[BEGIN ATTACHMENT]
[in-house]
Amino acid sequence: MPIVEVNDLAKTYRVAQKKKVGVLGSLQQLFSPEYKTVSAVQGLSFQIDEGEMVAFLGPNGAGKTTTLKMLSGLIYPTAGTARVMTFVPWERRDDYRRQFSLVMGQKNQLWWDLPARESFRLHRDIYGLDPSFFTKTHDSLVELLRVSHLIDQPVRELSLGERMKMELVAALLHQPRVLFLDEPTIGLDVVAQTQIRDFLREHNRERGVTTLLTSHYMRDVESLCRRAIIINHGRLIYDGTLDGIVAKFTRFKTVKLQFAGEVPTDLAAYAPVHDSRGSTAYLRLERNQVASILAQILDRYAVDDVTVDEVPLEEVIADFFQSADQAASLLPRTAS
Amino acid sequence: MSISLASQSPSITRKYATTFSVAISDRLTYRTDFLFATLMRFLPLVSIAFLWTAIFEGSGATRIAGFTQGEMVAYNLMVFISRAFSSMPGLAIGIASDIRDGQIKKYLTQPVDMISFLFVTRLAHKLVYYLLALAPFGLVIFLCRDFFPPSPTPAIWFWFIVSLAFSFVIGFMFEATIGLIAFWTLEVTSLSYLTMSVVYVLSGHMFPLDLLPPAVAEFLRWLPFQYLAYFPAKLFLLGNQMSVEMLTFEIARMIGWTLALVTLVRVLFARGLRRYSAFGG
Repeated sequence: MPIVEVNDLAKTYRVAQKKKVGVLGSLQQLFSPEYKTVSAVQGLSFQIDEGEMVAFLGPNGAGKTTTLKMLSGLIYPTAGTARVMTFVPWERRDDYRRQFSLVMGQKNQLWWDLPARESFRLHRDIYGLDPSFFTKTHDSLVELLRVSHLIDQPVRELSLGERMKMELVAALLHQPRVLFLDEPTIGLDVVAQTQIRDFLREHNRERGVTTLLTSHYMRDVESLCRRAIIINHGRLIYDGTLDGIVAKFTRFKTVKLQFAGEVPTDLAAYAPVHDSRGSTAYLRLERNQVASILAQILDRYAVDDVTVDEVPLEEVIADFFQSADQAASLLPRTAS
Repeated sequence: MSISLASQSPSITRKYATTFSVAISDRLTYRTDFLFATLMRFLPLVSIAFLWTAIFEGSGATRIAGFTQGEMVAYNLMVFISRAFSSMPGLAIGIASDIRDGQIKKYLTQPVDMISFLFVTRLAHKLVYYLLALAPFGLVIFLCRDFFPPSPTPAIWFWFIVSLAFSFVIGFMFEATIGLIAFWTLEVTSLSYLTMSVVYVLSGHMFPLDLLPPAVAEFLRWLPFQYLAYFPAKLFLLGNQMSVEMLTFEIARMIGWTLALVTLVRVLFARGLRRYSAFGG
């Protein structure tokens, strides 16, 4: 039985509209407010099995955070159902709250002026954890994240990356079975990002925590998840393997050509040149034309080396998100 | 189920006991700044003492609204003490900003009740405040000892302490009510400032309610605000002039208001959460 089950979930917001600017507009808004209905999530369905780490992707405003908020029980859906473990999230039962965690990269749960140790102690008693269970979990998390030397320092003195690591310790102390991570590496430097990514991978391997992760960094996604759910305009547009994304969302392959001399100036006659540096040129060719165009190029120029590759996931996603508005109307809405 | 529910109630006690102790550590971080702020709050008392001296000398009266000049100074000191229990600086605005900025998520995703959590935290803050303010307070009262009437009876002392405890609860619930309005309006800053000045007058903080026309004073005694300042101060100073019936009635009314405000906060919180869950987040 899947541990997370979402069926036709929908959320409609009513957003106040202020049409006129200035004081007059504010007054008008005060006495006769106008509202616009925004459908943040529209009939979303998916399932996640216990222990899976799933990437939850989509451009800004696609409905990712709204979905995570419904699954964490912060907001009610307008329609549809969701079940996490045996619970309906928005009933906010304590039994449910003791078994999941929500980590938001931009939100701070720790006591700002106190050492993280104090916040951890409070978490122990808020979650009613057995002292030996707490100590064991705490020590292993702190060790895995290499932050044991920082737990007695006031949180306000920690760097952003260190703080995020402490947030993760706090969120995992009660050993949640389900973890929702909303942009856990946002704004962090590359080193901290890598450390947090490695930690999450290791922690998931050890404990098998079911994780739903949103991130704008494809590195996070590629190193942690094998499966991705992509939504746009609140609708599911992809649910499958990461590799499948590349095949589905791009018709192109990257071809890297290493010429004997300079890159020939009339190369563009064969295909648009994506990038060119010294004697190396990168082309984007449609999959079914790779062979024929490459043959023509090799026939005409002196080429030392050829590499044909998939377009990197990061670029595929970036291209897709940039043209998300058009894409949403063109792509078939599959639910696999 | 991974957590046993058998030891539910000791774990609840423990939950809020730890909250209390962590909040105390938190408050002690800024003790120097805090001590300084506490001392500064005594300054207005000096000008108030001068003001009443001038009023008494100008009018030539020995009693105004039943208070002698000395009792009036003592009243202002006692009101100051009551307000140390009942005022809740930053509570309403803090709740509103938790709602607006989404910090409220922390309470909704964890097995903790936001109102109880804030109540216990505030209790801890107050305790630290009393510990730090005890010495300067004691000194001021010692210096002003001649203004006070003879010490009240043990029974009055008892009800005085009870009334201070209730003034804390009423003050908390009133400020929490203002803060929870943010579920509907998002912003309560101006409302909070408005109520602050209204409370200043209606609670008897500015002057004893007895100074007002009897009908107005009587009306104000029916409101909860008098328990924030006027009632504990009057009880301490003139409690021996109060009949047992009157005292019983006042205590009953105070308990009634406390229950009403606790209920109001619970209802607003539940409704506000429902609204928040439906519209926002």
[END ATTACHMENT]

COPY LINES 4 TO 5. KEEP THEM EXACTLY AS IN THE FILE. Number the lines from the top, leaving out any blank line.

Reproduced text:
Repeated sequence: MPIVEVNDLAKTYRVAQKKKVGVLGSLQQLFSPEYKTVSAVQGLSFQIDEGEMVAFLGPNGAGKTTTLKMLSGLIYPTAGTARVMTFVPWERRDDYRRQFSLVMGQKNQLWWDLPARESFRLHRDIYGLDPSFFTKTHDSLVELLRVSHLIDQPVRELSLGERMKMELVAALLHQPRVLFLDEPTIGLDVVAQTQIRDFLREHNRERGVTTLLTSHYMRDVESLCRRAIIINHGRLIYDGTLDGIVAKFTRFKTVKLQFAGEVPTDLAAYAPVHDSRGSTAYLRLERNQVASILAQILDRYAVDDVTVDEVPLEEVIADFFQSADQAASLLPRTAS
Repeated sequence: MSISLASQSPSITRKYATTFSVAISDRLTYRTDFLFATLMRFLPLVSIAFLWTAIFEGSGATRIAGFTQGEMVAYNLMVFISRAFSSMPGLAIGIASDIRDGQIKKYLTQPVDMISFLFVTRLAHKLVYYLLALAPFGLVIFLCRDFFPPSPTPAIWFWFIVSLAFSFVIGFMFEATIGLIAFWTLEVTSLSYLTMSVVYVLSGHMFPLDLLPPAVAEFLRWLPFQYLAYFPAKLFLLGNQMSVEMLTFEIARMIGWTLALVTLVRVLFARGLRRYSAFGG